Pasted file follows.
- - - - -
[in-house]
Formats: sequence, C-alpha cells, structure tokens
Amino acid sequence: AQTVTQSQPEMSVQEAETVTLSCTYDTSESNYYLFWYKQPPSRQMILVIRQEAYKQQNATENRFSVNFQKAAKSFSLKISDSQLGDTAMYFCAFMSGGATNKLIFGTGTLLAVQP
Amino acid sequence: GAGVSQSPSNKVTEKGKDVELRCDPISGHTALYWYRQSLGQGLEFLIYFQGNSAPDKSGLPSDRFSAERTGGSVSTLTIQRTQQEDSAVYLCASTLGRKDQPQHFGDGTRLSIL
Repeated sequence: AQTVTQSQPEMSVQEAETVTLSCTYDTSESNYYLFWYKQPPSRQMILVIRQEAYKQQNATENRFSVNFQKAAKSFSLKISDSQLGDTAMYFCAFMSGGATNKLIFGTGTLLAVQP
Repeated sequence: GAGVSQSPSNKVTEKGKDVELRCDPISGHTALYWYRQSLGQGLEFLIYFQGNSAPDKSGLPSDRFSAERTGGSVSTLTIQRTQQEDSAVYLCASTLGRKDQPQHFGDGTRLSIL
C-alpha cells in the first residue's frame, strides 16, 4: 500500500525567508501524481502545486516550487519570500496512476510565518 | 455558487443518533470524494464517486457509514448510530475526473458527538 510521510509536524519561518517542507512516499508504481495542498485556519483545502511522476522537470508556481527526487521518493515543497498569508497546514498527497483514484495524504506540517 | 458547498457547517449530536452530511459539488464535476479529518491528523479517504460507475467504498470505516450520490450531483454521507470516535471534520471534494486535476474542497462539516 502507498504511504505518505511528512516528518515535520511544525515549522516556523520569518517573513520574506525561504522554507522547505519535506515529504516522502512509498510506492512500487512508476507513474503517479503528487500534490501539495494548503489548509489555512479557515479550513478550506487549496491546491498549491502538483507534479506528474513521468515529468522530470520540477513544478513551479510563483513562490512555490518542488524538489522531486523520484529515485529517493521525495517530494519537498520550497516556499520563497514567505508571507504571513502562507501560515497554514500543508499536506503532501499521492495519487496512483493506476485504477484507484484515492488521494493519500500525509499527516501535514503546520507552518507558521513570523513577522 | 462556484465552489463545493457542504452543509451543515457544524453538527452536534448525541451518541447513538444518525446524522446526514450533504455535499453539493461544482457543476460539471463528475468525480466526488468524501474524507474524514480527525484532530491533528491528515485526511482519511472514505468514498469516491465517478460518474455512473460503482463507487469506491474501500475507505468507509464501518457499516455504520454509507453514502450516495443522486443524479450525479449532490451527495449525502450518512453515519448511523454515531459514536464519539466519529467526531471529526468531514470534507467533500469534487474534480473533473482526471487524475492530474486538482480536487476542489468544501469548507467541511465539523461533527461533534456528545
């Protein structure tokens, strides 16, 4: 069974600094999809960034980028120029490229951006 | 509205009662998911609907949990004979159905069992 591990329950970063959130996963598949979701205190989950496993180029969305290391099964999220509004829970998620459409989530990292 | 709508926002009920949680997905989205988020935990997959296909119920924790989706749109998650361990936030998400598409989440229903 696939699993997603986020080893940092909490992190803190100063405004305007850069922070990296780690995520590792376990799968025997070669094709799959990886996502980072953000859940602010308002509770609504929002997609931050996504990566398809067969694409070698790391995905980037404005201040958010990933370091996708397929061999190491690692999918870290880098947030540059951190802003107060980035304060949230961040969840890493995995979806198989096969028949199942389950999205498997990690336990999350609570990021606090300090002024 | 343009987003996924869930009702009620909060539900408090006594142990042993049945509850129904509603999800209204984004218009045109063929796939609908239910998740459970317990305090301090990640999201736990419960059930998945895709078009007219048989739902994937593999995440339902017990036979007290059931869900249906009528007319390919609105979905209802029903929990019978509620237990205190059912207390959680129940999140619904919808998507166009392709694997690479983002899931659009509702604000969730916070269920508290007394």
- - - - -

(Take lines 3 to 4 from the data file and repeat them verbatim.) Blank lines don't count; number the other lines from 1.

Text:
Amino acid sequence: AQTVTQSQPEMSVQEAETVTLSCTYDTSESNYYLFWYKQPPSRQMILVIRQEAYKQQNATENRFSVNFQKAAKSFSLKISDSQLGDTAMYFCAFMSGGATNKLIFGTGTLLAVQP
Amino acid sequence: GAGVSQSPSNKVTEKGKDVELRCDPISGHTALYWYRQSLGQGLEFLIYFQGNSAPDKSGLPSDRFSAERTGGSVSTLTIQRTQQEDSAVYLCASTLGRKDQPQHFGDGTRLSIL